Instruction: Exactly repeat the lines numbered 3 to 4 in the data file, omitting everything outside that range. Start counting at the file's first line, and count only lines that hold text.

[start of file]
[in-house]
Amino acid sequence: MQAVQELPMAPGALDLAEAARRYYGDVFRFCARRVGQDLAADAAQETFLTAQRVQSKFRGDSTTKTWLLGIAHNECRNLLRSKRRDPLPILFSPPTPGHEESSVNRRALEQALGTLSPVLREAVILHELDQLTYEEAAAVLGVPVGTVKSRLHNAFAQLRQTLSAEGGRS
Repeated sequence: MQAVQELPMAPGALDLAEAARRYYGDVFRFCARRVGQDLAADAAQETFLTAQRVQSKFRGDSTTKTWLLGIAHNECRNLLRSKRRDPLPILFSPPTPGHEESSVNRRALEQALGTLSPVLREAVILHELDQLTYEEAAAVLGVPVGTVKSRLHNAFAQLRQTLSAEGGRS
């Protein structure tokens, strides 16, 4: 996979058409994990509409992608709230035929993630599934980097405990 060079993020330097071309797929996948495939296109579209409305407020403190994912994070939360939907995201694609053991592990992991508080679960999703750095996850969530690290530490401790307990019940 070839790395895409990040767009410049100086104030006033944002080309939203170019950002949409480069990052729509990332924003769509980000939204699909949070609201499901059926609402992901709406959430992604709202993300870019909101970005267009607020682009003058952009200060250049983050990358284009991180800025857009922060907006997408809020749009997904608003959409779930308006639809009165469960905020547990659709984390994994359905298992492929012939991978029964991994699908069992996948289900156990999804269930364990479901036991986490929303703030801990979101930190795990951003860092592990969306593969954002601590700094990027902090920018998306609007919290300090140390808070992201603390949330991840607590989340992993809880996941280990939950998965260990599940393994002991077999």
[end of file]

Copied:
Repeated sequence: MQAVQELPMAPGALDLAEAARRYYGDVFRFCARRVGQDLAADAAQETFLTAQRVQSKFRGDSTTKTWLLGIAHNECRNLLRSKRRDPLPILFSPPTPGHEESSVNRRALEQALGTLSPVLREAVILHELDQLTYEEAAAVLGVPVGTVKSRLHNAFAQLRQTLSAEGGRS
């Protein structure tokens, strides 16, 4: 996979058409994990509409992608709230035929993630599934980097405990 060079993020330097071309797929996948495939296109579209409305407020403190994912994070939360939907995201694609053991592990992991508080679960999703750095996850969530690290530490401790307990019940 070839790395895409990040767009410049100086104030006033944002080309939203170019950002949409480069990052729509990332924003769509980000939204699909949070609201499901059926609402992901709406959430992604709202993300870019909101970005267009607020682009003058952009200060250049983050990358284009991180800025857009922060907006997408809020749009997904608003959409779930308006639809009165469960905020547990659709984390994994359905298992492929012939991978029964991994699908069992996948289900156990999804269930364990479901036991986490929303703030801990979101930190795990951003860092592990969306593969954002601590700094990027902090920018998306609007919290300090140390808070992201603390949330991840607590989340992993809880996941280990939950998965260990599940393994002991077999």